4 convicted for plot targeting US sites in Germany
DUESSELDORF, Germany (AP) — Two German converts to Islam and two Turks were found guilty Thursday of plotting a thwarted attack that a judge said could have killed large numbers of U.S. soldiers and civilians in “a terrible bloodbath.”
The two Turkish citizens and two Germans received reduced sentences ranging between five to 12 years due to their willingness to detail in wide-reaching confessions how they were recruited, trained and convinced to carry out the attack by the radical Islamic Jihad Union.
The case rattled the public in Germany, which has not seen a large-scale terror attack, and exposed the allure of Islamic extremism to disillusioned young people in the West
“Increasingly, violent Islam has a devastating pull over young people in our society,” Judge Ottmar Breidling said in his ruling, calling international terrorism “the scourge of our time.”
“This case has shown with frightening clarity what acts young people who are filled with hatred, blinded and seduced by wrong-headed ideas of jihad are prepared and able to carry out,” he said.
The four men operated as a German cell of the radical Islamic Jihad Union, a group the U.S. State Department has said has ties to Osama bin Laden and fugitive Taliban leader Mullah Omar. They plotted to attack American soldiers and citizens at facilities including the U.S. Air Force’s Ramstein Air Base in Germany, the Duesseldorf state court found.
Had they succeeded, “there would have been a terrible bloodbath with an incredibly high of number of dead and injured, above all members of the U.S. army but also civilians,” Breidling said.
Defendants Fritz Gelowicz, 30, and Daniel Schneider, 24, both German converts to Islam, were convicted of membership in a terrorist organization along with Turkish citizen Adem Yilmaz, 31. Attila Selek, a 25-year-old Turkish citizen, was convicted of the lesser charge of supporting a terrorist organization.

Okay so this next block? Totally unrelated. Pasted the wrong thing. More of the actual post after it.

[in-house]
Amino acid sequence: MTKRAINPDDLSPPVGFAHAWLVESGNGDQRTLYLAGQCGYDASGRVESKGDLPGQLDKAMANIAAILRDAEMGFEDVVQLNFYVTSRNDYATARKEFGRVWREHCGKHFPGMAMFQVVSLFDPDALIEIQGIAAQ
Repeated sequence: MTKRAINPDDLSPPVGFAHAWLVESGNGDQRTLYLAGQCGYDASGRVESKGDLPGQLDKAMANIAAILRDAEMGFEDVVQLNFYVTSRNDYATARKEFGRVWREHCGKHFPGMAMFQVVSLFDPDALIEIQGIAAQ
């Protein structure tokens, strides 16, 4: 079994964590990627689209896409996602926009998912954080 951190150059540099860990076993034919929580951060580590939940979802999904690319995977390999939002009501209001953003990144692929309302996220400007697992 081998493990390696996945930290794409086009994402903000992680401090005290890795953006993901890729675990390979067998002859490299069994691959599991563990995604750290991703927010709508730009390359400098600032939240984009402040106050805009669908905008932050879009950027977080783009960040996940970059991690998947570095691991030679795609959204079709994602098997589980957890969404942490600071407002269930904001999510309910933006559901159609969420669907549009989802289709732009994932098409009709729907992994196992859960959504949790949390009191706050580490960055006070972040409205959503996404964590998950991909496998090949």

All four also were convicted of conspiracy to commit murder and preparing an explosive device with the power equivalent to 904 pounds (410 kilograms) of TNT.
“There has never been an attack, or even a plan for such an attack, in Germany,” Breidling said. “Not only running through their heads, but also their conversations, was the idea of carrying out an attack on the level of a second Sept. 11.”
Their confessions, which filled 1,700 pages, played a role in serving them relatively mild sentences, Breidling said. Gelowicz and Schneider were sentenced to 12 years in prison, Yilmaz to 11 years and Selek five.
Schneider, who was also convicted of attempted murder related to a confrontation with a police officer when he was arrested, faced life in prison. Gelowicz and Yilmaz had faced a possible 15 years, and Selek a possible 10 behind bars.
Schneider, Yilmaz and Selek told the court they would not appeal the ruling. Gelowicz declined to comment and has one week to decide.
Chief prosecutor Volker Brinkmann said he was “very pleased” with the outcome of the trial, which began in April in a high-security courtroom.
The defendants’ goal was to attack at least 150 Americans — at pubs, discos and other public places — ahead of an Oct. 2007 German parliamentary vote on extending the country’s military deployment in Afghanistan in an effort to influence that decision, the court found.
For that, the four were also found guilty of attempting to coerce parliament.
In detailing the steps that led to their plot, the four explained how they were drawn first to the Islamic faith, then later to Islamic extremism. Both Germans said that current events — for Gelowicz the Sept. 11 attacks on the U.S. and Schneider the abuses committed by American soldiers on Iraqi prisoners in the Abu Ghraib prison — had influenced their decision to carry out jihad, or holy war.
Yet despite their willingness to “serve as angels of death for Islam,” they possessed a “barely rudimentary knowledge” of the Islamic faith, the court said.
All four completed training at camps run by the Islamic Jihad Union in the Afghan-Pakistani border region, where they were trained in how to alter their appearances, voices and build bombs out of easily obtainable materials.
But German authorities — acting partly on U.S. intelligence — had been watching them and covertly replaced the hydrogen peroxide with a diluted substitute that could not have been used to produce a bomb.
German authorities arrested Gelowicz, Schneider and Yilmaz at a rented cottage in central Germany on Sept. 4, 2007. Turkey picked up Selek in November 2007 and later extradited him to Germany.